Time to tell the MRCOG Water Resources Board
It’s time for a Moratorium
We are in a Climate Crisis! NO Business As Usual!
It’s Time for Adaptation and Transitional Policy Making
Next Water Resources Board (WRB) Meeting
Nov 6th, 10 am
WRB Seeking Input on
Draft Oil and Gas Guidance
The Board of Directors of the Mid Region Council of Governments (MRCOG) Resolution R-18-04 directed the Water Resources Board (WRB) to develop a scope of work related to oil and gas development in the region and to seek input and participation of key stakeholders when deemed appropriate.
The WRB convened a Technical Advisory Group (TAG) to research oil and gas development issues and to develop guidance for MRCOG member governments. Input on the oil and gas development of the region and the draft guidance may be submitted to the TAG by:
- Submit in writing via email of no more than 5 pages issues of concern on the oil and gas development of the region. Please include “Concerns” in the subject line.
- Submit written comments of no more than 5 pages of the draft guidance. Please include “Comments” in the subject line.
Mid Region Council of Governments (MRCOG) Oil & Gas Ordinance Guidance Comments Needed
The draft on the MRCOG Oil and Gas Guidance, are recommendations by the Technical Advisory Group (TAG). The TAG are requesting public comments to the Water Resource Board at MRCOG.
Take action by sending a letter to 'Request a Moratorium' and why we need one.
Impacts from Oil and Gas Drilling: Fracturing our soil, health, water and air.
Here are the issues at hand for locals:
PROPOSED ROAD PROJECTS
MRCOG has led unsustainable growth policies since its inception, promoting schemes like the Northwest Loop (NWL), Paseo Del Vulcan (PDV) and Atrisco Vista Boulevard (AVB) extensions. These sprawl-promoting "roads to nowhere" are the latest chapter in an old New Mexico tale - land and resource speculation, aided and abetted by local government. There is a taxpayer-funded boondoggle at the heart of this story. Over a decade ago, Sandoval County paid $6 million for two brine wells as part of a plan to find water for the county's west side. The plan collapsed due to investor squabbles, the economic recession, and the high cost of desalination. The brine water proved to be toxic, with dangerous concentrations of heavy metals, including radium. The abandoned wells leaked from 2015-2017, spewing millions of gallons of radioactive water into the watershed. Now, plans for the wells are back, along with schemes for fertilizer plants, lithium mining, and fracking. All in areas "coincidentally" served by these road extensions. In 2017, while citizens were busy fighting the pro-fracking Oil and Gas Ordinance in Sandoval County, MRCOG was busy reviving the PDV project and the AVB extension. The NorthWest Loop is not under their purview.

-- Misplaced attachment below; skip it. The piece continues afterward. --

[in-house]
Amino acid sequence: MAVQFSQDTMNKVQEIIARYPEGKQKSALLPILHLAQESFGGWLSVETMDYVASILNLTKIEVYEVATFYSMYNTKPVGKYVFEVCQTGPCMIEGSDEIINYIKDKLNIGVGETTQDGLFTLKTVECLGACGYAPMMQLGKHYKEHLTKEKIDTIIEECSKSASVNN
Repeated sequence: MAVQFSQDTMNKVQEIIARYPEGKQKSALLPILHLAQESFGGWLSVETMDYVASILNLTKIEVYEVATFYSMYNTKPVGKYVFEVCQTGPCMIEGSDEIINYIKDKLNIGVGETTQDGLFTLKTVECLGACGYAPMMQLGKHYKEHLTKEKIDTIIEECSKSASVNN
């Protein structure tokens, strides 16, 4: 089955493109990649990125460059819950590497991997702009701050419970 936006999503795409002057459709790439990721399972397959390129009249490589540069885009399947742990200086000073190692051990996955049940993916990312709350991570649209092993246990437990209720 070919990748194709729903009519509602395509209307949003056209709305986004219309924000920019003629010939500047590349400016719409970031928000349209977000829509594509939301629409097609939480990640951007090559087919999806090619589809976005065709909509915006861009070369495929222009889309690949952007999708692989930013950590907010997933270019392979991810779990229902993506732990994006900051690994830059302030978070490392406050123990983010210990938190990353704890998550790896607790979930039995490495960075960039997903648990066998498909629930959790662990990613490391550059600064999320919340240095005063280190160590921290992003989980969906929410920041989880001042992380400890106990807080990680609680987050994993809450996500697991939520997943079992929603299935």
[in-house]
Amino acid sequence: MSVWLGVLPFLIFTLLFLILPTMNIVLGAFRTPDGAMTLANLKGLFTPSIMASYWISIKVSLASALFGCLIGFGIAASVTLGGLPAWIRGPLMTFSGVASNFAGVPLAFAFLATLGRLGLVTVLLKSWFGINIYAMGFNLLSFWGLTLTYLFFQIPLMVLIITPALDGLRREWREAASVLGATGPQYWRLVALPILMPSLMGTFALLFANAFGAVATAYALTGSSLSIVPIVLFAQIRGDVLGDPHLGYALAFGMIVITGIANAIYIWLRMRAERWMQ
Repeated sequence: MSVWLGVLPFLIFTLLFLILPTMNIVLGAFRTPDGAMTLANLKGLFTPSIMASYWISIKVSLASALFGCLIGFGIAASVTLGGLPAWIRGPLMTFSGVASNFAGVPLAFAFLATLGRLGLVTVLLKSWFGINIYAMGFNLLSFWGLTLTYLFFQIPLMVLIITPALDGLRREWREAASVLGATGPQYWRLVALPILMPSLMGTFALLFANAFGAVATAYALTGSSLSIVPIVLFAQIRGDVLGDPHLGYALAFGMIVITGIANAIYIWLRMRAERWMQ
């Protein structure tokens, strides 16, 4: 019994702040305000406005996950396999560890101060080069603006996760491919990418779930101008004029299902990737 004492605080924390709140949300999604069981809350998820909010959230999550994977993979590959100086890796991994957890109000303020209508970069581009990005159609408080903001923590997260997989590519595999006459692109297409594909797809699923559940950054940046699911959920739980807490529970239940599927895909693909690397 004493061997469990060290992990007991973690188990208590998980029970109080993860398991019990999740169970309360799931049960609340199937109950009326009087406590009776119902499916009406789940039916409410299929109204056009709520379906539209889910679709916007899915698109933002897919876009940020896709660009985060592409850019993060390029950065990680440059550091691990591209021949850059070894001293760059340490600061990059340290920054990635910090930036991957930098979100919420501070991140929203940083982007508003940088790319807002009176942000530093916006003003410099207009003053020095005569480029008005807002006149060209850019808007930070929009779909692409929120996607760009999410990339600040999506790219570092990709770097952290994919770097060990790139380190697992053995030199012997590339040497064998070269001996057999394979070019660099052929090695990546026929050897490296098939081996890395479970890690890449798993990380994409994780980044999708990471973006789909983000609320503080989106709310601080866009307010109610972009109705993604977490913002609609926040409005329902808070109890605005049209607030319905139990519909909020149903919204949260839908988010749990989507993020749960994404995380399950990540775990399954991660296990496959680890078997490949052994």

Through the state-coordinated Infrastructure Capital Improvement Plan, slated for the legislature in 2020 and on the Governor’s call), taxpayers are funding private corporations by creating new roads for heavy industry without proper public notification. This violates a citizen’s right-to-know and due process.
Our citizens are asking MRCOG for the following:
- Perform impact studies on public health, and climate change before approving the Oil and Gas ordinance guidance that would impact the 4 county area. Studies must take into consideration all air, water, and particulate matter emissions from proposed industry and build out.
- Perform baseline air and water quality studies on the west mesa on the Bernalillo and Sandoval County line and for all counties in the Mid Region Council of Governments, including baseline air and water monitoring on boundaries to tribal nations. There are several schools that would be able to utilize grants for baseline indoor and outdoor quality on the West Mesa.
- Conduct proper tribal consultations and public notification. Hold informational meetings that provide a clear accounting of funding sources and plans to the stakeholders and surrounding communities.
- Hold an inquiry and investigation into land swaps made without transparency, inadequate or with no notifications.
The plan to pass an industry-driven oil and gas ordinance at MRCOG, if successful, will no doubt bring lawsuits. The Ordinance Guidance process did not take input from the public and stakeholders, this draft should have been written with a stakeholder group not a technical action group. This was written prior to the announcement of a public commenting period on produced fracked wastewater utilization outside of industry, that includes effluent return flow credit for the City of Rio Rancho water rights retirements to the Rio Grande. These entities are driving the MRCOG’s TAG team.
Fracking: THE ONGOING HEALTH THREAT TO COMMUNITIES
Our ability to address the on-going threat of fracking has not been allowed to come forward in the MRCOG ordinance process.Those threats from hydraulic fracking are to water, air and health in Sandoval County, West Mesa and NW Albuquerque include the use of Produced Water outside of industry that includes dumping oil and gas wastewater into arroyo and rivers, aquifer injection and for road spreading and for use on agricultural and livestock, this is not a hypothetical, it is a real and dangerous threat
The Brine well contamination have not been examined, on the impacts to the RioGrande and to the Rio Puerco from drilling, pumping and injection on the Rio Grande Rift, seismic risks, geological and hydrological independent studies from industry influence on what these impacts will have on the water supply and state obligations in extreme climate crisis need to be answered.